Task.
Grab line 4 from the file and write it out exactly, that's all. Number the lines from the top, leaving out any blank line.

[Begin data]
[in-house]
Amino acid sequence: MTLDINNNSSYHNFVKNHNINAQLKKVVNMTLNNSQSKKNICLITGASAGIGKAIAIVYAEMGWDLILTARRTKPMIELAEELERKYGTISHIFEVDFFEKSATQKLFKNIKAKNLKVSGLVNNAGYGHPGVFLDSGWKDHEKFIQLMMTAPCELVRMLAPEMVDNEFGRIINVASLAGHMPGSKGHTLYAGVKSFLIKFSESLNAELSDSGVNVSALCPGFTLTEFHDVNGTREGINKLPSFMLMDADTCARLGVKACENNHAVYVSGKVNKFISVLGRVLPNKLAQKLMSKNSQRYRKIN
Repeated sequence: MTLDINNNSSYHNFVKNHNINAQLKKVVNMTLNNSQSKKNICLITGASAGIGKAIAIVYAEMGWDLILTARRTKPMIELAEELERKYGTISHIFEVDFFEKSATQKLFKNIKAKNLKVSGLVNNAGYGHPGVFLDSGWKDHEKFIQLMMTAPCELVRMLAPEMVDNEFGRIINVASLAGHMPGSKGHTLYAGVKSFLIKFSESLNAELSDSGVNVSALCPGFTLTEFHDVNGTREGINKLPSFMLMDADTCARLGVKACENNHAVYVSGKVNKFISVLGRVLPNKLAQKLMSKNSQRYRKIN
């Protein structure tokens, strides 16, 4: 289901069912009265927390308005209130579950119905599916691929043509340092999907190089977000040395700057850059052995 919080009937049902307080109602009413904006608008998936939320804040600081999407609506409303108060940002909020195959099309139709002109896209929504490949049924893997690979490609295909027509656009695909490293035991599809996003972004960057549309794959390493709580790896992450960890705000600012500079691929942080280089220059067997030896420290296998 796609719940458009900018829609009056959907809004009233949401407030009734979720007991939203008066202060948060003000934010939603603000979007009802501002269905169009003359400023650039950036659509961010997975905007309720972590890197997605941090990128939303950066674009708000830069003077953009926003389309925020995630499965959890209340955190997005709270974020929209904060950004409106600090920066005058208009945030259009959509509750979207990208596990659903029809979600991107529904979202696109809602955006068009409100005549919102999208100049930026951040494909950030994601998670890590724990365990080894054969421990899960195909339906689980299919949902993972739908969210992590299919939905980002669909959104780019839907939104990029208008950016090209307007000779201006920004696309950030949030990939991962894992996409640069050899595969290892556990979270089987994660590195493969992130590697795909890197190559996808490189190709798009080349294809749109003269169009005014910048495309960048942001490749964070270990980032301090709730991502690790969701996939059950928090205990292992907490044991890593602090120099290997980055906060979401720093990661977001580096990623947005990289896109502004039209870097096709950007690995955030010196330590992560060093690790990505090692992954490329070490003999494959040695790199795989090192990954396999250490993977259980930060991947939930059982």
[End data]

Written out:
């Protein structure tokens, strides 16, 4: 289901069912009265927390308005209130579950119905599916691929043509340092999907190089977000040395700057850059052995 919080009937049902307080109602009413904006608008998936939320804040600081999407609506409303108060940002909020195959099309139709002109896209929504490949049924893997690979490609295909027509656009695909490293035991599809996003972004960057549309794959390493709580790896992450960890705000600012500079691929942080280089220059067997030896420290296998 796609719940458009900018829609009056959907809004009233949401407030009734979720007991939203008066202060948060003000934010939603603000979007009802501002269905169009003359400023650039950036659509961010997975905007309720972590890197997605941090990128939303950066674009708000830069003077953009926003389309925020995630499965959890209340955190997005709270974020929209904060950004409106600090920066005058208009945030259009959509509750979207990208596990659903029809979600991107529904979202696109809602955006068009409100005549919102999208100049930026951040494909950030994601998670890590724990365990080894054969421990899960195909339906689980299919949902993972739908969210992590299919939905980002669909959104780019839907939104990029208008950016090209307007000779201006920004696309950030949030990939991962894992996409640069050899595969290892556990979270089987994660590195493969992130590697795909890197190559996808490189190709798009080349294809749109003269169009005014910048495309960048942001490749964070270990980032301090709730991502690790969701996939059950928090205990292992907490044991890593602090120099290997980055906060979401720093990661977001580096990623947005990289896109502004039209870097096709950007690995955030010196330590992560060093690790990505090692992954490329070490003999494959040695790199795989090192990954396999250490993977259980930060991947939930059982």